lthough Lukas Nelson mentioned early on how he was struggling with losing his voice - after Promise of the Real's 49-date tour - he later noted his vocals had finally stabilized. However, what Nelson felt, could not be heard by the audience. He sounded great from the start (appropriately enough, with one called "Start to Go"), all the way to the end of this thoroughly enjoyable concert.
Nelson may never get away from his relationship to a famous, iconic father (Willie Nelson), but he proved this evening how he deserves to be appreciated on his own merits alone. Yes, his voice is similar to his dad's, and when he plays acoustic guitar, it's in a Willie-like style.
However, he's also a smart and emotive songwriter. (This apple didn't fall too far from the tree). One called "Leave 'em Behind" empathetically describes a friend who was in an abusive relationship, while "Just Outside of Austin" speaks positively about family values.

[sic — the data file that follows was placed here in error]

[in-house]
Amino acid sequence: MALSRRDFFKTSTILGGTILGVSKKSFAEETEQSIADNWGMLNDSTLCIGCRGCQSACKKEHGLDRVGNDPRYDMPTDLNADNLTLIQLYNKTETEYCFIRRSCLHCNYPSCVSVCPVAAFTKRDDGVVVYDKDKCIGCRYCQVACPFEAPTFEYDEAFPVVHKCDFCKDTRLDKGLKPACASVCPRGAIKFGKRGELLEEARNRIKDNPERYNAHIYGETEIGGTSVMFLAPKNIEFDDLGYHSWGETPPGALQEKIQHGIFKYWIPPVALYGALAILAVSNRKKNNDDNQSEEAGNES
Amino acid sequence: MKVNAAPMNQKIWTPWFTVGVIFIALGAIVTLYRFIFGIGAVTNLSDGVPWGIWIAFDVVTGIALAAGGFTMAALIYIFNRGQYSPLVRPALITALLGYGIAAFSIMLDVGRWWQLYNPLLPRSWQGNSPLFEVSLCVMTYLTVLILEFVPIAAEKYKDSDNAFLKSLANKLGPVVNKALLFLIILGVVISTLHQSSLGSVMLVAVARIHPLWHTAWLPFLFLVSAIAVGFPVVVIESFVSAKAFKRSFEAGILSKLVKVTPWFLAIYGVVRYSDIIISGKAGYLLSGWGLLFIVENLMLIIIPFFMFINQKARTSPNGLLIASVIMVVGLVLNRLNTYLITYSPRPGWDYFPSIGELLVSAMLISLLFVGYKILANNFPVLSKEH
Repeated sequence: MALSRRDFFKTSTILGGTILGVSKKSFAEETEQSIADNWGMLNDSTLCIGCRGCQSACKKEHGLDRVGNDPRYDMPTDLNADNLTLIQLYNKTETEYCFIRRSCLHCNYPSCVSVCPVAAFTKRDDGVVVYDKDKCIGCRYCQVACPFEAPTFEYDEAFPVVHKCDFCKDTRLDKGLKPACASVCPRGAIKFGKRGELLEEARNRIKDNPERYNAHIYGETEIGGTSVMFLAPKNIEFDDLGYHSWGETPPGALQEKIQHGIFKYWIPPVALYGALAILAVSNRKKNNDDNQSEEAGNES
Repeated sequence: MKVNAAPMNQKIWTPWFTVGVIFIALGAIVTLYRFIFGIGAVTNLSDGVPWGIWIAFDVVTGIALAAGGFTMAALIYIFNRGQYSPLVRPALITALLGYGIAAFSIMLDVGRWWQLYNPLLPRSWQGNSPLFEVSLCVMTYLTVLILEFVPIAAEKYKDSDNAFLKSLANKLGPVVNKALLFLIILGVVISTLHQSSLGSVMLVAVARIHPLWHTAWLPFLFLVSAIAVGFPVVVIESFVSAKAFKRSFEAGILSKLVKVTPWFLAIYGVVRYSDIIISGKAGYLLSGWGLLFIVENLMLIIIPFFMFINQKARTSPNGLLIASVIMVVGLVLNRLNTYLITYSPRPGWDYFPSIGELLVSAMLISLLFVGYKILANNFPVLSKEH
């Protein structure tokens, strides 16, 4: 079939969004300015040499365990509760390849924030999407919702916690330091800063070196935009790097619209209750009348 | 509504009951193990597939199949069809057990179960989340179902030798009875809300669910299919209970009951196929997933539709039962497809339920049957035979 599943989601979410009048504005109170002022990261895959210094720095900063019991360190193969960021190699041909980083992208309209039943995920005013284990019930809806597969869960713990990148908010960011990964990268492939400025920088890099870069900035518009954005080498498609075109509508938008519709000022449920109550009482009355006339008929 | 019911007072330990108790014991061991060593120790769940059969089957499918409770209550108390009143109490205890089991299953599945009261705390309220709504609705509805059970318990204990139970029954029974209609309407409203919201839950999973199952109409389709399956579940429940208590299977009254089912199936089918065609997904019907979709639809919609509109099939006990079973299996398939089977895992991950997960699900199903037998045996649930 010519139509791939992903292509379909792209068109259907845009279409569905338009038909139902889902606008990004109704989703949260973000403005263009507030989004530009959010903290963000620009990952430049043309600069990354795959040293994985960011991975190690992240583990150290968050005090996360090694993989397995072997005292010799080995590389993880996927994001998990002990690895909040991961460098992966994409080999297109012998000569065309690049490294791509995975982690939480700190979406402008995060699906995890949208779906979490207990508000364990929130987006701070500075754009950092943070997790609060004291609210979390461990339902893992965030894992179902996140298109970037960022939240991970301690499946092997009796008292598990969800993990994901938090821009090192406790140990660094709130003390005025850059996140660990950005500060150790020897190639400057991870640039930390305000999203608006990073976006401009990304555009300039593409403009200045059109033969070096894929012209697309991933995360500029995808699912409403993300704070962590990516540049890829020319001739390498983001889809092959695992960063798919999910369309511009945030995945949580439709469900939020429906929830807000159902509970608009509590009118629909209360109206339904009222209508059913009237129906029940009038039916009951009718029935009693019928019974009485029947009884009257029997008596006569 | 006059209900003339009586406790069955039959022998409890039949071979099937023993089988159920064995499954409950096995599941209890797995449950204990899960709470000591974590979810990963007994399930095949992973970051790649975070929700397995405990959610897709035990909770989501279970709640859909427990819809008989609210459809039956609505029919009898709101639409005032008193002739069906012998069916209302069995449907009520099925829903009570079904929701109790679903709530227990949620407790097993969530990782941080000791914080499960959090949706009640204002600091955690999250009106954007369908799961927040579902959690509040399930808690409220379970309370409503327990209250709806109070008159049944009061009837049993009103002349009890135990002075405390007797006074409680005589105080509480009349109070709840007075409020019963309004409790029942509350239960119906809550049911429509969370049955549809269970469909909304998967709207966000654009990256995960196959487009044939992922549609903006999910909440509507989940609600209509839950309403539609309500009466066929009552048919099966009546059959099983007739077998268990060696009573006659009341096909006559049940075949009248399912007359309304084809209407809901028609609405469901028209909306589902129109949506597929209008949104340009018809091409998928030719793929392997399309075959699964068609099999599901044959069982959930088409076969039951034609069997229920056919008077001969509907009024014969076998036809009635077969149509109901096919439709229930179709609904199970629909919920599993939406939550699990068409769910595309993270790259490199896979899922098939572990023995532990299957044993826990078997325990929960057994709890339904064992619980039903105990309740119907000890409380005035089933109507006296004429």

With "More Than We Can Handle," Nelson puts life's struggles into Biblical terms with how God won't give us more than we can handle.
Best of all, though, was ("Forget About) Georgia." It describes how, every time Nelson sang "Georgia On My Mind" with his father's family band, he was stingingly reminded nightly about a girl he had recently broken up with named Georgia. In this smartly sad song, he even cries out to Ray Charles, who famously sang this favorite Georgia song, "So I say Ray, let me forget about Georgia." In it, Nelson weaves in personal experiences (with this girl and with his father) along with references to another popular Georgia-based song. It's brilliant in so many ways. Early in the song, Nelson admits, "And then when she told me her name, I knew I would die slowly."
It's so heartbreakingly personal. As difficult as this breakup was for Nelson, we can all be thankful he didn't completely forget about it. It led to his best song.
Hearing Nelson's band, Promise of the Real, perform live, it's easy to recognize why Neil Young has utilized this group as his backing band. In addition to Nelson's bluesy electric guitar solos, his drummer, pianist and bassist provide tight, soulful collaborative instrumentation.
Struggle as he may have, Lukas Nelson is a voice that needs to be heard.